Lionis holds a PhD in Visual Culture (UNSW Australia, 2013) and is the author of books Laughter in Occupied Palestine: Comedy and Identity in Art and Film (I.B. Tauris, 2016, 2022) and (ed) Comedy in Crises: The Weaponisation of Humour in Contemporary Art (Palgrave, 2023).

Lionis is the co-director of the pedagogical platform Artists for Artists, and is currently a Research Fellow on Understanding Displacement Aesthetics - an AHRC project that analyses the impact of artistic responses to displacement and refugeedom.

Gloria Moorman

Dr Gloria Moorman (PhD, Warwick) is a book historian and Italianist, based at the Department of Modern Languages and Cultures (Italian) and the John Rylands Research Institute and Library.

Currently, Gloria works on the AHRC-funded project ‘Envisioning Dante, c. 1472–c. 1630: Seeing and Reading the Early Printed Page,’ based at the universities of Oxford and Manchester.

She is also a Fellow of the Centre for the Study of the Renaissance (CSR), University of Warwick.

Samuel O'Connor Perks

Samuel O'Connor Perks holds degrees in Philosophy from the University of Sussex (BA), the University of Amsterdam (MA), and the Institute of Philosophy, KU Leuven (PhD).

His research covers the interaction between culture, religion and politics in the 20th century, especially in France and the United States.

He is currently working on two book projects.

The first analyses encounters between Catholic intellectuals and modernist architects and the second covers Catholic activist critiques of capitalism.

Alessandra Palidda

Music as both practice and scholarship is central to my life and career. I trained as a classical singer while also studying musicology at the universities of Milan and Cardiff.

Since my PhD (2018), I have lectured at several British universities and disseminated my research through international conferences and prestigious publications, e.g., with Brepols, Taylor&Francis and Cambridge University Press.

I am currently part of international research groups on music, print culture and the cultural market in the long nineteenth century, on operetta and media, and on music at the transnational courts of Northern Italy.

Sarah Parkhouse

Sarah is a religious historian, focusing on the ancient Mediterranean and the emergence of Christianity within the Greco-Roman-Egyptian context. She specialises in non-canonical gospels and martyrdom. She currently holds a British Academy postdoctoral fellowship through which she examines Coptic literature in relation to the landscape of Egypt.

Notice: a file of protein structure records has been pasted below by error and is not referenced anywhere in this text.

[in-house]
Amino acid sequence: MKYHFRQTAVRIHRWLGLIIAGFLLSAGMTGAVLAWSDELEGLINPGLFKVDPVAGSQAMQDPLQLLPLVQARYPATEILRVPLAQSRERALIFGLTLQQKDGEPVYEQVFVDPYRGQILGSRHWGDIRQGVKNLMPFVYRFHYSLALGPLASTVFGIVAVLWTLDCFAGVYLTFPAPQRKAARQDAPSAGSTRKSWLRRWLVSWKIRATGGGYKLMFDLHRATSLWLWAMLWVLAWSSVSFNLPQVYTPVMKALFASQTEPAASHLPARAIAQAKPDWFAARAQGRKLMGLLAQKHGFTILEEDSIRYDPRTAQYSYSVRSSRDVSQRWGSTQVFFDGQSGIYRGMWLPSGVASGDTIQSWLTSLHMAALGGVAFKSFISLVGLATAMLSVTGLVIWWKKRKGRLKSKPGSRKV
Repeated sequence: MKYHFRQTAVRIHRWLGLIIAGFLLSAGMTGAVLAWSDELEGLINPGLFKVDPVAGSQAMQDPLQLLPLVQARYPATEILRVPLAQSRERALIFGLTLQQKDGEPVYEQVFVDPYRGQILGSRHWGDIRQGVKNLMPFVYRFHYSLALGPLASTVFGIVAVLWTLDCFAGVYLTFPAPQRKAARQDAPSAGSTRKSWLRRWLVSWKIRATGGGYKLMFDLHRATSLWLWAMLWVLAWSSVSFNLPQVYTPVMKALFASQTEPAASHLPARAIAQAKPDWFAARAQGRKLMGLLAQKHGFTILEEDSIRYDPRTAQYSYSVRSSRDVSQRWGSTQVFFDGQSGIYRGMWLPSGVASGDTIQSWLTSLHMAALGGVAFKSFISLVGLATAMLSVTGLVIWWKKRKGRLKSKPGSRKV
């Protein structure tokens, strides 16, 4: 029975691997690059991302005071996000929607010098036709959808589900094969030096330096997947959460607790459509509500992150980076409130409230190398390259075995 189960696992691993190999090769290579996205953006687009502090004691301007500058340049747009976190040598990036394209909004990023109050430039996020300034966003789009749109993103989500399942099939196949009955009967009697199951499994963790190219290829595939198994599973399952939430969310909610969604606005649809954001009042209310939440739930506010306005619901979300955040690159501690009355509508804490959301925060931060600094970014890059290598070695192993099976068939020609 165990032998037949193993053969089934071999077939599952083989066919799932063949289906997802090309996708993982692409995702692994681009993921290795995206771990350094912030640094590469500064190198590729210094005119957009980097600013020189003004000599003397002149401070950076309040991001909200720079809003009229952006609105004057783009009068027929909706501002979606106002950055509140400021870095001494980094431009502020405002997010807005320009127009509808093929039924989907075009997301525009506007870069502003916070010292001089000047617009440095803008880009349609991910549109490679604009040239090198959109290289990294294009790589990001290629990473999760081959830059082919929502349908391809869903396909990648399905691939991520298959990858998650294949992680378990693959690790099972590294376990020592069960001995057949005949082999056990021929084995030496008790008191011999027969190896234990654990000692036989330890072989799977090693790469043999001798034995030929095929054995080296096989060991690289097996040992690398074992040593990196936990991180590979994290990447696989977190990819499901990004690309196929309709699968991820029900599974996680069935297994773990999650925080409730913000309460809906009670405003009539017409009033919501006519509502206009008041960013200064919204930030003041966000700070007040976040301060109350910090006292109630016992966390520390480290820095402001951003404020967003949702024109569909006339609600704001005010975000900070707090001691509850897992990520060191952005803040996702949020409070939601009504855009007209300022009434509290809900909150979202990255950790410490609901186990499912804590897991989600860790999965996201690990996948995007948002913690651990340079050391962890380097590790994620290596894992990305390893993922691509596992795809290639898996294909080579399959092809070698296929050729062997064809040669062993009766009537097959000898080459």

Reka Polonyi

Reka is an Associate Researcher at the Drama Department, University of Manchester, on the (AHRC) Care Aesthetics Research Exploration (CARE) Project.

She is also a freelance theatre maker. Her work focuses primarily on immigrant rights advocacy through theatre. Her PhD investigated creative and playful forms of civil disobedience.

Her interests are in bridging the knowledge gap between arts scholars and socially engaged arts practitioners, and the role of researchers-as-activists.

Reka is the recipient of the New Scholars Prize (2021), International Federation for Theatre Research (IFTR), and a trained street performer.

Benjamin Pope

I am a Leverhulme Early Career Fellow in the John Rylands Research Institute and Library, working on a project that examines the formation of social identities in the late medieval Holy Roman Empire through the development of binary ‘town’ and ‘noble’ identities, and (in particular) discourses of the supposed ‘oppression’ of the nobility by the autonomous towns or city states of Upper Germany between c.1380 and 1525.

Marilene Ribeiro

Marilene Ribeiro is an award-winning visual artist and researcher from Brazil. Her practice is focused on interdisciplinary endeavours, bringing together photography, video, intervention and collaboration, with a special interest in the political agency of photography and in the role of image-based media in society.

Her projects tackle the environmental and the Human Rights agendas, from a decolonial perspective from the Global South. You can see examples of her work on her personal website.

Angeliki Roussou

Dr Angeliki Roussou is Research Associate in the AHRC-funded project 'Understanding Displacement Aesthetics' (2021-24).

Publications include ‘Social Justice and Work in Art Institutions’ (2021), the co-authored monograph Understanding Displacement Aesthetics: History, Art and Refugeedom (Manchester University Press, forthcoming), and a forthcoming article on migrant sex work and contemporary art.

She has co-curated ‘Traces of Displacement’ (2023-24) and ‘Rethinking the Grand Tour’ (2022-25).

She has taught in History of Art at the University of Edinburgh.

Huw Wahl

Huw Wahl is a filmmaker and research associate on the AHRC funded project Creative Adaptive Solutions for Treescapes Of Rivers (CASTOR).

His films have won awards and screened internationally, his writing published in book chapters, journal articles and magazines. He has taught film and photography here and abroad, curated film seasons and been part of international film festival juries.

Current projects also include a film about the artistry of engineless sailing and a film about expiry made with the artist's father. Full CV on personal website.

Hannah Yip

Hannah is a Leverhulme Early Career Fellow at the University of Manchester.

She specialises in the cultural and emotional lives of early modern English clergymen. Her current project is entitled ‘The Clergy and Artistic Recreation in Early Modern England’.

Her work has been published in the Journal of Ecclesiastical History, Reformation, and The Lancet Psychiatry. She has also co-edited a collection of essays, Writing Early Modern Loneliness, which is forthcoming with Palgrave Macmillan.

Leah Astbury

Leah Astbury is a Postdoctoral Research Associate on the Wellcome funded 'Sleeping Well in the Early Modern World' project led by Professor Sasha Handley. She has published on the history of gender and medicine and is currently interested in health, animals and the environment in early modern England and America.